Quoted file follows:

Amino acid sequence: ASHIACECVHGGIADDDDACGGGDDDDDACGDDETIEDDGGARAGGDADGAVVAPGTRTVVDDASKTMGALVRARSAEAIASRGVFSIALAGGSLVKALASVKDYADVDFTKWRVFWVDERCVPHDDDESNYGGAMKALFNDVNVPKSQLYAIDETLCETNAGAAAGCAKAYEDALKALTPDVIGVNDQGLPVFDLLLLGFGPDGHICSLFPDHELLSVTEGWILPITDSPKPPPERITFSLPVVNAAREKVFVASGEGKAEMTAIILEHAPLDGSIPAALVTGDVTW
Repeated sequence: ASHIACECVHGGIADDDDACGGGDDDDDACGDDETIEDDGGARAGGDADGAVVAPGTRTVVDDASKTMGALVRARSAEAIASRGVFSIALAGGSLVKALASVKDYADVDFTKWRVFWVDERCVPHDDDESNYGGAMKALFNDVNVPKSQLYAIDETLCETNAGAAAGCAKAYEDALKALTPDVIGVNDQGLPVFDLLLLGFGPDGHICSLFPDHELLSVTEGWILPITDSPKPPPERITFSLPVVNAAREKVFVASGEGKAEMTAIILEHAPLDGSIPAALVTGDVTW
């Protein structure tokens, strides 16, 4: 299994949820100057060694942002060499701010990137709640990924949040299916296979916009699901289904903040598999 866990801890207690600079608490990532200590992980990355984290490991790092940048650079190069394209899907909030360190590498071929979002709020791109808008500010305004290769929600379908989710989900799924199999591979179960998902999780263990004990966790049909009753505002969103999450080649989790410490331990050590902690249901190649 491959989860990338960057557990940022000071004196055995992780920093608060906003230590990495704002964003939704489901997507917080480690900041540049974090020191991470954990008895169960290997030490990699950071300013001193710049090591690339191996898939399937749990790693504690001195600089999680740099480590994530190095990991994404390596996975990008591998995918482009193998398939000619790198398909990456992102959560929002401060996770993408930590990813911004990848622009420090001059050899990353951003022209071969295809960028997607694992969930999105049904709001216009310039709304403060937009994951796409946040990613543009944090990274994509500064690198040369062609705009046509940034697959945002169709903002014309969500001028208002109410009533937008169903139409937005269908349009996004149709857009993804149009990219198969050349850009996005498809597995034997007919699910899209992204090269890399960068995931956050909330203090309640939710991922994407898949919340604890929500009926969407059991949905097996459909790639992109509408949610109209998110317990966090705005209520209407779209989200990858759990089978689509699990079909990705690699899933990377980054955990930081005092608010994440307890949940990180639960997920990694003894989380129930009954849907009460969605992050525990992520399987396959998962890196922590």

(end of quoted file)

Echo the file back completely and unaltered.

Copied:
Amino acid sequence: ASHIACECVHGGIADDDDACGGGDDDDDACGDDETIEDDGGARAGGDADGAVVAPGTRTVVDDASKTMGALVRARSAEAIASRGVFSIALAGGSLVKALASVKDYADVDFTKWRVFWVDERCVPHDDDESNYGGAMKALFNDVNVPKSQLYAIDETLCETNAGAAAGCAKAYEDALKALTPDVIGVNDQGLPVFDLLLLGFGPDGHICSLFPDHELLSVTEGWILPITDSPKPPPERITFSLPVVNAAREKVFVASGEGKAEMTAIILEHAPLDGSIPAALVTGDVTW
Repeated sequence: ASHIACECVHGGIADDDDACGGGDDDDDACGDDETIEDDGGARAGGDADGAVVAPGTRTVVDDASKTMGALVRARSAEAIASRGVFSIALAGGSLVKALASVKDYADVDFTKWRVFWVDERCVPHDDDESNYGGAMKALFNDVNVPKSQLYAIDETLCETNAGAAAGCAKAYEDALKALTPDVIGVNDQGLPVFDLLLLGFGPDGHICSLFPDHELLSVTEGWILPITDSPKPPPERITFSLPVVNAAREKVFVASGEGKAEMTAIILEHAPLDGSIPAALVTGDVTW
């Protein structure tokens, strides 16, 4: 299994949820100057060694942002060499701010990137709640990924949040299916296979916009699901289904903040598999 866990801890207690600079608490990532200590992980990355984290490991790092940048650079190069394209899907909030360190590498071929979002709020791109808008500010305004290769929600379908989710989900799924199999591979179960998902999780263990004990966790049909009753505002969103999450080649989790410490331990050590902690249901190649 491959989860990338960057557990940022000071004196055995992780920093608060906003230590990495704002964003939704489901997507917080480690900041540049974090020191991470954990008895169960290997030490990699950071300013001193710049090591690339191996898939399937749990790693504690001195600089999680740099480590994530190095990991994404390596996975990008591998995918482009193998398939000619790198398909990456992102959560929002401060996770993408930590990813911004990848622009420090001059050899990353951003022209071969295809960028997607694992969930999105049904709001216009310039709304403060937009994951796409946040990613543009944090990274994509500064690198040369062609705009046509940034697959945002169709903002014309969500001028208002109410009533937008169903139409937005269908349009996004149709857009993804149009990219198969050349850009996005498809597995034997007919699910899209992204090269890399960068995931956050909330203090309640939710991922994407898949919340604890929500009926969407059991949905097996459909790639992109509408949610109209998110317990966090705005209520209407779209989200990858759990089978689509699990079909990705690699899933990377980054955990930081005092608010994440307890949940990180639960997920990694003894989380129930009954849907009460969605992050525990992520399987396959998962890196922590």